|Any self-cultivated purpose that is aligned with your personal value system||A position in which you lead or represent a religious community
Any position that is out of line with your personal value system
What does your religious background tell you is true about yourself, others, the world, life? Do you agree? Why?
The five major world religions – John Bellaimey
If you’re curious to go a bit deeper, this 11-minute video covers the five largest world religions (Hinduism, Islam, Judaism, Christianity, and Buddhism) and explains the fundamental beliefs of each one. You can also visit A Meaning of Life’s Spiritual (and non) Traditions page.
Try This: Think About It
Contemplate the following questions on paper, in your head, or discuss amongst friends (or strangers!)
Briefly for each write one main thing that your religious background tells you is true about the following things?
- What is most meaningful
- Where happiness comes from and what it is
- What passion is and its role in your life
- What is success and what is the point of money? How should you relate to them?
- What is your personal duty in life?
Next to each narrative, write a ✔ if you agree or an X if you do not. For each narrative, write down a behavior you engage in related to the narrative and how you feel about it. For example, if your culture tells you success is being highly acclaimed and you agree with that, write what kind of actions/choices you’ve made because of this belief, like seeking highly visible jobs with a lot of social responsibility. Or vice versa if you disagree and believe success is actually having a lot of free time, write about ways you try to maximize free time.
Then, beside each narrative write a + if you think the story is helpful and enhances your life (based on the choices you made and how they felt), or a – if it does not (regardless of if you agree with it).
Finally, look over the list. Does anything stand out? Is there anything you would like to change? Write down one small change you could make (or more if you’re inspired!)
Morality Determines “Positive Impact” in Purpose
“Out beyond ideas of wrongdoing and rightdoing, there is a field. I’ll meet you there.” -Rumi, Sufi poet
How do you know what is “good” or “right”? What is the right way to behave? What is good for the world?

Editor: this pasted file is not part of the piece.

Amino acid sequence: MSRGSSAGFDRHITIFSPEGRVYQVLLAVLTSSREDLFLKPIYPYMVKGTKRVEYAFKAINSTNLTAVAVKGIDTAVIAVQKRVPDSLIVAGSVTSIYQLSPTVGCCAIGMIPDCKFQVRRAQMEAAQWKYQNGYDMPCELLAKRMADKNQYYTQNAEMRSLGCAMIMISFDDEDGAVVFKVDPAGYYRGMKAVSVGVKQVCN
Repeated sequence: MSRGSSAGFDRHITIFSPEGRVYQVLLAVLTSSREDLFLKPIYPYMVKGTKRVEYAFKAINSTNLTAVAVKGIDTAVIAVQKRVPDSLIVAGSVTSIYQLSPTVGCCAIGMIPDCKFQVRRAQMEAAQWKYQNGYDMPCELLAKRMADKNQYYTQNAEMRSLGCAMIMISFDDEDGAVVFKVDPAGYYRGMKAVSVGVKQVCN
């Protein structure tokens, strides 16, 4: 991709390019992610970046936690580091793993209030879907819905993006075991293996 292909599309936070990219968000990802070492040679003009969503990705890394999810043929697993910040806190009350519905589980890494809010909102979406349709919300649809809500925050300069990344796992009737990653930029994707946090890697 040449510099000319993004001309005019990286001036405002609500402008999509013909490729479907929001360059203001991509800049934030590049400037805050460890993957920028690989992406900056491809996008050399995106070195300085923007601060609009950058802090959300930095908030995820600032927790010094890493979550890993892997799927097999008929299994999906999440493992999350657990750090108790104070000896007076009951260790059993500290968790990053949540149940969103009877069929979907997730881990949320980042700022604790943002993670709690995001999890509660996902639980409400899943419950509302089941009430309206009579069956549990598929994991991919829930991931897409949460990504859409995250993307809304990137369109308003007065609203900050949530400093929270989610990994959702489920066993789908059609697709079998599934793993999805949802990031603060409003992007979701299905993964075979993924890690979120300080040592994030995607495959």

Some people answer this question through the doctrines of their religion:
- “Spreading the word of God is good, the [insert name of religious text] explains this.”
Some answer this question through defining their values or exploring the philosophy of ethics or functional evolution:
- “I value kindness, which I believe looks like generosity, so being generous is moral and good.”
- “Evolution explains morality as prosocial behaviors that increased survival potential, so acts that support the well-being of others are right.”
What we believe is right or wrong affects our choices and behavior (sometimes in a limiting way). These beliefs are our ethics, or what we believe is moral. This section defines and explores the source of morality, as well as its relationship with purpose. It is intended to deepen understanding and offer background on the topic that can enhance your reflection process.
Morality affects purpose by determining what a “positive impact” specifically looks like, helping us understand the contributive, self-transcendent element of purpose. What we believe is good or right (and bad or wrong) can define the possibilities of what is worth doing with our lives. Often this is influenced by how we rank our values. If you grew up in a protestant culture marked by the value of hardwork and industriousness and think that art is a frivolous, self-indulgent activity (and therefore a wrong way to spend one’s effort and time) you may never try it. And never having tried it may never discover if there is passion or meaning in it for you.
Knowing the source (and order) of our value systems and determining if they are authentically OUR values or someone else’s values we’ve adopted without conscious examination will help us define and cultivate a sense of purpose that is fulfilling for us personally. Otherwise, we could end up in our fifties feeling disappointed and confused as to why we aren’t fulfilled by how we’ve lived our lives. Religion and morality are essential sources to excavate for self-wisdom.
Professor Paul Froesee emphasizes the role of morality in how we define purpose in his book, “On Purpose.” He offers that purpose gives our lives “moral significance,” and makes us virtuous. We pursue being virtuous because moral pleasure is long-lasting and deeper than other sources of pleasure.9